Citigroup Inc., the third-biggest U.S. lender, said it’s closing a proprietary-trading unit that incurred losses in the third quarter, as regulators prepare to restrict banks from making bets with shareholder cash.
The company is almost “two-thirds done” winding down the Equity Principal Strategies unit, Chief Financial Officer John Gerspach said yesterday in a conference call with analysts. Market turmoil caused a revenue decline for the unit, which suffered losses as it exited trading positions, Gerspach said.
Chief Executive Officer Vikram Pandit, 54, is shutting the business as lawmakers draft the so-called Volcker rule, which aims to restrict banks from making bets with shareholder money. Other firms including Goldman Sachs Group Inc. and Morgan Stanley already have exited similar businesses. New York-based Citigroup partly blamed Equity Principal Strategies for a 73 percent slump in third-quarter revenue from equities-trading.
“Equity Principal Strategies is a de minimis part of Citi’s overall trading operation,” Danielle Romero-Apsilos, a spokeswoman, said in an e-mailed statement. “As it does not fit with Citi’s business model under the impending Volcker rule, it is in the process of being wound down.”
The proprietary-trading unit is headed by Sutesh Sharma, who’s based in London and previously worked for New York-based Morgan Stanley and Old Lane Partners LP, a hedge fund that Pandit part-owned before selling it to Citigroup in 2007. Sharma intends to leave the bank and start his own hedge fund, two people familiar with the matter said in August. The team manages about $2 billion, one of the people said. Sharma didn’t comment.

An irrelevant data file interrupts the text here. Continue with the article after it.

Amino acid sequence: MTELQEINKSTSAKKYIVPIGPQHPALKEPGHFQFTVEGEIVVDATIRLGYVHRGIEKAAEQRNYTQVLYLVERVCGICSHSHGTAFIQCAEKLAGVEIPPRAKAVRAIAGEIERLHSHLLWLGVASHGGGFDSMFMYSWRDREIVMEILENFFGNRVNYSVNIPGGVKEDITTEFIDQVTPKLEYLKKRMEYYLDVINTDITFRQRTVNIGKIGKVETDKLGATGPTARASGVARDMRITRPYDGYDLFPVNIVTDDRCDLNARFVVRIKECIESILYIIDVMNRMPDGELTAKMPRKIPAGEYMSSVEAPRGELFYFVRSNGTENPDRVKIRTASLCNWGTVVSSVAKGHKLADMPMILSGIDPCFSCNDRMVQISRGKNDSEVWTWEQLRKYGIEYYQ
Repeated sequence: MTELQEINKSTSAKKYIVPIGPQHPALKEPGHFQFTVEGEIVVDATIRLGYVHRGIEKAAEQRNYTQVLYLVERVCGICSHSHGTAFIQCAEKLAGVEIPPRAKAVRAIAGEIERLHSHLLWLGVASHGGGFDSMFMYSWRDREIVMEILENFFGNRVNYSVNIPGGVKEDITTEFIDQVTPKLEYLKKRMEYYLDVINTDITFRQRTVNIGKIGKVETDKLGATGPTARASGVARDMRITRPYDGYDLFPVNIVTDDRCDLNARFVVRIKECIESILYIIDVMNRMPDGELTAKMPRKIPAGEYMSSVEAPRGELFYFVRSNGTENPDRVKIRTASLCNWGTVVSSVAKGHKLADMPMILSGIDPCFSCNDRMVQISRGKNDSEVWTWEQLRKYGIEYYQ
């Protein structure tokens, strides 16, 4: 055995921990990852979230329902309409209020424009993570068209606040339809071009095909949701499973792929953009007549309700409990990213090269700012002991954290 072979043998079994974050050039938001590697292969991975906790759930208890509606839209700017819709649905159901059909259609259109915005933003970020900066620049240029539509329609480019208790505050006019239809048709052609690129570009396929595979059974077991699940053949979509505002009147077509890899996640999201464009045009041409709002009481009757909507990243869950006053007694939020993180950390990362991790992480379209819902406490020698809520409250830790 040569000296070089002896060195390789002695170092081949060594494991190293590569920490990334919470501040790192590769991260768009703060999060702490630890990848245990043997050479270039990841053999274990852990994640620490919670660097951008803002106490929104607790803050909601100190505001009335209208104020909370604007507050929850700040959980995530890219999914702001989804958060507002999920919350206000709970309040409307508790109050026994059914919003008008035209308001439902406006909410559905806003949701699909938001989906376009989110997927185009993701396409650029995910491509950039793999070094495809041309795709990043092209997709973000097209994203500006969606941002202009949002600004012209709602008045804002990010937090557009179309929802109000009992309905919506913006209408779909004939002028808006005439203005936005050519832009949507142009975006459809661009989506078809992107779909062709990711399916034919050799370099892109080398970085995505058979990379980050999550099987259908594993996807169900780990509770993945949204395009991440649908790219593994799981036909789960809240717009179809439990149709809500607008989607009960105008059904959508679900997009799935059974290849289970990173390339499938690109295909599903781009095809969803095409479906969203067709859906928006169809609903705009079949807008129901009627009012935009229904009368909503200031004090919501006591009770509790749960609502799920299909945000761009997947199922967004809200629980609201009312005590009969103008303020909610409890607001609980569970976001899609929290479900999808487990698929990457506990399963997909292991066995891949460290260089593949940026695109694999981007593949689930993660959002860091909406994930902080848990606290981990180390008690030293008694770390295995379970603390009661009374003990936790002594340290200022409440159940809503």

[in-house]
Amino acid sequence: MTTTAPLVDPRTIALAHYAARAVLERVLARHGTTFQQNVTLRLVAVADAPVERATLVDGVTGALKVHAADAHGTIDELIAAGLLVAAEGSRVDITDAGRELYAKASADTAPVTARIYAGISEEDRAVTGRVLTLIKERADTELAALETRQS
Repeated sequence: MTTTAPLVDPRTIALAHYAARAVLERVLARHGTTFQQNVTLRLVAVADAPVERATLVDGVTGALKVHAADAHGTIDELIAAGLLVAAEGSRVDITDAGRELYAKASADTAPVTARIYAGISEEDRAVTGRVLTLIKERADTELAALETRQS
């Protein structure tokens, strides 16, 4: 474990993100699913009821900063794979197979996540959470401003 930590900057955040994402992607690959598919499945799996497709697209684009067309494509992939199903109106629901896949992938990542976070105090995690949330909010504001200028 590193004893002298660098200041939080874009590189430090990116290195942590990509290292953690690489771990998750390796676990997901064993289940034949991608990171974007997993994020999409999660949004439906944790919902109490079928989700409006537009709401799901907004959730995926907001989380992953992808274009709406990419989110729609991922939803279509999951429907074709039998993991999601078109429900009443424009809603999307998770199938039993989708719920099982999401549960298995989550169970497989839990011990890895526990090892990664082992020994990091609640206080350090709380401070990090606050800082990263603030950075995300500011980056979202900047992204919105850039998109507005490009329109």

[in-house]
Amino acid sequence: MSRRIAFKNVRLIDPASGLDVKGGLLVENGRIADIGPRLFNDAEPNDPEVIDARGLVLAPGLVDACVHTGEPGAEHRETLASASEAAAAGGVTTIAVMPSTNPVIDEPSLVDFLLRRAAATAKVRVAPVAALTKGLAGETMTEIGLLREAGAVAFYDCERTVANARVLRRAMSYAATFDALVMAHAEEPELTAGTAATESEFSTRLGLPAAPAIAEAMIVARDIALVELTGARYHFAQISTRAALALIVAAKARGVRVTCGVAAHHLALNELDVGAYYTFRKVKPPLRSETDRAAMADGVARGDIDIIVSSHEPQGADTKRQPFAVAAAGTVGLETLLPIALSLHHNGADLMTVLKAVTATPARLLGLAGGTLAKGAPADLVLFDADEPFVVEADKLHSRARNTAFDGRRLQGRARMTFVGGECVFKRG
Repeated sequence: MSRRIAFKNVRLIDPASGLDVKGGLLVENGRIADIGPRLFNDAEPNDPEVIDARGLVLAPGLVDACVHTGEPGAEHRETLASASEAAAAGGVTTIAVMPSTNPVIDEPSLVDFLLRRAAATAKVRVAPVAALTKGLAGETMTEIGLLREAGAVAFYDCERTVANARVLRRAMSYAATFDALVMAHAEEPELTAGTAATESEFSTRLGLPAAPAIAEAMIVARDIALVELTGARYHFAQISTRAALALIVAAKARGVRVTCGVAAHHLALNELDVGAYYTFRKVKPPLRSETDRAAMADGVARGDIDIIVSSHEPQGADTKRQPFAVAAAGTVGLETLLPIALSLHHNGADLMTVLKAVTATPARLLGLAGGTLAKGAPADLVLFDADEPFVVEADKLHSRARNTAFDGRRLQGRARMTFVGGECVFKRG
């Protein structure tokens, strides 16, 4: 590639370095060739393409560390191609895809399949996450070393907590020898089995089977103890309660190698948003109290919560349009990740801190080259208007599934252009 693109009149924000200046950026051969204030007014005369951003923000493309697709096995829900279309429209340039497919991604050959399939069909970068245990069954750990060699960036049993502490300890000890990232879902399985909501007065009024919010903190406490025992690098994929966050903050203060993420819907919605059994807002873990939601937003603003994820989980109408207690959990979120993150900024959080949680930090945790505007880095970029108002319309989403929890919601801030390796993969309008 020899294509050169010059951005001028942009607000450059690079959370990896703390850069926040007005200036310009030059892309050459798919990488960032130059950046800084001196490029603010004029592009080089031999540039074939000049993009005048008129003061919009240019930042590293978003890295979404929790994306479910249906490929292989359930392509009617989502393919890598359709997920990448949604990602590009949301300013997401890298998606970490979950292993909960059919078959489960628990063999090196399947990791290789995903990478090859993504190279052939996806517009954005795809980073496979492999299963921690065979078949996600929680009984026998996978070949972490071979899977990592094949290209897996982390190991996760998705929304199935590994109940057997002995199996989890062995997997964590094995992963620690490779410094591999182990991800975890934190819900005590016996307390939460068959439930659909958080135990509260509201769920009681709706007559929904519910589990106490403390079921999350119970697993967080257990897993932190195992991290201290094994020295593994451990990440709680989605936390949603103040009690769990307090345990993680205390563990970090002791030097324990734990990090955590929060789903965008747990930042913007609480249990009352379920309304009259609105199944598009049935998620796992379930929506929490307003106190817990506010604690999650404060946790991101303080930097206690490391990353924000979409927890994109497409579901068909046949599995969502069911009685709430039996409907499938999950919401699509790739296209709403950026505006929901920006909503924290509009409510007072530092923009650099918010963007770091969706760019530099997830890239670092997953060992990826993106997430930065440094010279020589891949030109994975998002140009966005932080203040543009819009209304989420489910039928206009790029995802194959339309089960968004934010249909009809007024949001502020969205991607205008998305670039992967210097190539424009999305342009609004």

Sharma’s team is part of Citigroup’s equities-trading business, run by Derek Bandeen. The division’s revenue, excluding an accounting gain, tumbled to $289 million in the third quarter, from about $1.04 billion in the same period a year earlier. Moshe Orenbuch, an analyst with Credit Suisse Group AG, had estimated revenue of $825 million for the three months ended Sept. 30.
Equity-trading revenue at JPMorgan Chase & Co., the second- biggest U.S. bank by assets as of midyear, fell 15 percent for the same period, excluding a similar accounting benefit, the New York-based firm said in an Oct. 13 statement.
Citigroup’s proprietary-trading and equity-derivatives units were “largely responsible” for the slump and “difficult market conditions” drove the decline, the company said yesterday in a statement.
Regulators published the Volcker rule last week for public comment. Named for former Federal Reserve Chairman Paul Volcker, the rule would ban banks from trading for their own accounts. The firms would be allowed to make short-term trades for hedging and market-making. Pandit said last week that the rule may have struck “the right balance” between the two.
“It’s a volatile business they’re getting out of,” Gerard Cassidy, an analyst with Royal Bank of Canada who has an “outperform” rating on Citigroup shares, said in a phone interview. “If you’ve got a holding company that’s being regulated by U.S. bank regulators, being involved in higher-risk businesses may not be the best use of the bank’s capital.”
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